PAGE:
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The Simple Truth About Backdoor Roth IRA Contributions

The following is adapted from The Entrepreneur’s Guide to Financial Well-Being.

The biggest difference you’ll find between a traditional IRA and a Roth IRA has to do with taxes. With a traditional IRA, your taxes are deferred until you take a distribution. The opposite is true for a Roth IRA: you pay taxes up front—before you contribute; then your contributions grow tax-free, and when you make a withdrawal, it’s also tax-free.

A traditional IRA might be a smart choice for you if you expect your tax bracket to be lower in retirement. If you think it might be higher, a Roth might be the way to go. A third option could be to hedge your bets and do both. Much depends upon your situation.

A backdoor Roth contribution comes into play when a person with a traditional IRA makes too much money to be able to reap the benefits of a tax-deductible contribution. Here’s an example to show how this works: Edie and Frank are married, filing jointly.

The Entrepreneur's Guide to Financial Well-Being

To make a tax-deductible contribution to her IRA, their modified adjusted gross income, or MAGI, would need to be $101,000 or less (assuming Frank is not working) for Edie and Frank to get the full deduction. But they can tap into the benefits of a Roth IRA by contributing to it indirectly (i.e. through the back door). Here’s how it works:

  • Frank makes a nondeductible contribution to his traditional IRA.
  • He next converts the balance in the traditional IRA to a Roth IRA.

Edie and Frank need to report the original contribution and the conversion on IRS Form 8606. This is important because they need to record their “basis” (the amount of Frank’s IRA contribution for which Edie and Frank have already paid taxes).

Further, Edie and Frank will have to pay taxes on any amount they convert from a pretax account to a Roth, and they may owe taxes on their back-door conversion if Frank still has money left in any other pretax IRA accounts.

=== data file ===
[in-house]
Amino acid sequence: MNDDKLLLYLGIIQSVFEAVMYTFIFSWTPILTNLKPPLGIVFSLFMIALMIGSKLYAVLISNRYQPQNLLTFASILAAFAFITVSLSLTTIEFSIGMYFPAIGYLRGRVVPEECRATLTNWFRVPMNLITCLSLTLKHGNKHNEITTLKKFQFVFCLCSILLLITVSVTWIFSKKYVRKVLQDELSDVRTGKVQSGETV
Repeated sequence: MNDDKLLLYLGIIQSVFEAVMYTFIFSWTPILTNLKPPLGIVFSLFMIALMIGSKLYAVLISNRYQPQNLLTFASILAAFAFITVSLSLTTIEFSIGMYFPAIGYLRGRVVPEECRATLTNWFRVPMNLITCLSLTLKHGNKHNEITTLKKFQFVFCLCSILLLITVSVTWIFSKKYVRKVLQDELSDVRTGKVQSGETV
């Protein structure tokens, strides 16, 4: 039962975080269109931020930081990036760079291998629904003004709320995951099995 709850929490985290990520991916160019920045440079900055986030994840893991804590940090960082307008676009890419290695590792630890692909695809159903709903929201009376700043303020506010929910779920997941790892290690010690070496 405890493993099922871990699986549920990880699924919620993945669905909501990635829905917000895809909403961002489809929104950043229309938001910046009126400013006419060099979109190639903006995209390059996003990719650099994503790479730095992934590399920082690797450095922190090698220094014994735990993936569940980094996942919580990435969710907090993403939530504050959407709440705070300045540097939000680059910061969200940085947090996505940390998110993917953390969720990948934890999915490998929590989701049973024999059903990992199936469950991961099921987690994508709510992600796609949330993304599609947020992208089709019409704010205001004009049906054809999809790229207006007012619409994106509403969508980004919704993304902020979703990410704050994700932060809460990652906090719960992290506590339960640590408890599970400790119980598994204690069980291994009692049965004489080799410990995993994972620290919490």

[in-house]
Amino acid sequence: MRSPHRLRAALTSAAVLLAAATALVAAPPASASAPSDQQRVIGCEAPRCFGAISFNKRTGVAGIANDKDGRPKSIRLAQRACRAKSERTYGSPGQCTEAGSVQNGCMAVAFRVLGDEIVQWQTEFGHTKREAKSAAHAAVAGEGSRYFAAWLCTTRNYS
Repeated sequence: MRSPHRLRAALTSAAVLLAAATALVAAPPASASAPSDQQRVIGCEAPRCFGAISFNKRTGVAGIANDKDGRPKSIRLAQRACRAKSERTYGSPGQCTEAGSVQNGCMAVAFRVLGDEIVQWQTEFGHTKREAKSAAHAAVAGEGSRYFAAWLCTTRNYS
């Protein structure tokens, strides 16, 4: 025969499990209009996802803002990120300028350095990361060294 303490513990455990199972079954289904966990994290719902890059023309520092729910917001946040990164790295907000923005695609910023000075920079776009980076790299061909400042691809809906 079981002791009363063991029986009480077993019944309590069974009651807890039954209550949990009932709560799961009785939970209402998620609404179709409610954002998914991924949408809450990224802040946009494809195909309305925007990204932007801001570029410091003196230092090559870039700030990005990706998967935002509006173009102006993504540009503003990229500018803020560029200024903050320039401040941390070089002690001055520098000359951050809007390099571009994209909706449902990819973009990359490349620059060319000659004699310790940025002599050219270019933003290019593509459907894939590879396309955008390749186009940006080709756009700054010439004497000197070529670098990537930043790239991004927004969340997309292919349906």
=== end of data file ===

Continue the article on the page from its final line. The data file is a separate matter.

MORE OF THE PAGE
Clear as mud? Here’s something else to think about: if Frank’s traditional IRA holds both pre- and after-tax funds, any conversion to a Roth subjects them to the IRS’s pro-rata rule, which some people refer to as the “cream in the coffee” rule.

If you add cream to your coffee, they become mixed and there’s no way to separate the two. It’s the same principle when after-tax dollars go into a traditional IRA, because they’re mingled with pretax dollars, and any distribution involves a mix of both.

In Edie and Frank’s case, if Frank’s traditional IRA held a balance of $200,000, including $20,000 in after-tax contributions, 10% of the balance would be after-tax. Any distribution, then, would include 90% pretax and 10% after-tax dollars. If Frank decides to withdraw $20,000 to help Edie start a new venture, the breakdown follows the same proportions—$18,000 pretax and $2,000 after-tax. The IRA account then has a new balance of $180,000, with $18,000 still considered after-tax dollars.

If Frank tries to do a Roth conversion using this account, he triggers the pro-rata rule. If he moves $20,000 to a Roth, the same formula is in effect, and the $18,000 then appears on the couple’s tax return as taxable.

A number of other rules and exceptions apply, but you get the idea.

A forward-looking adviser will identify these cream-in-the-coffee issues, propose beneficial alternatives, and create a twenty- to forty-year cash flow tax plan to help you stay on top of the tax implications for your retirement savings for the long term.

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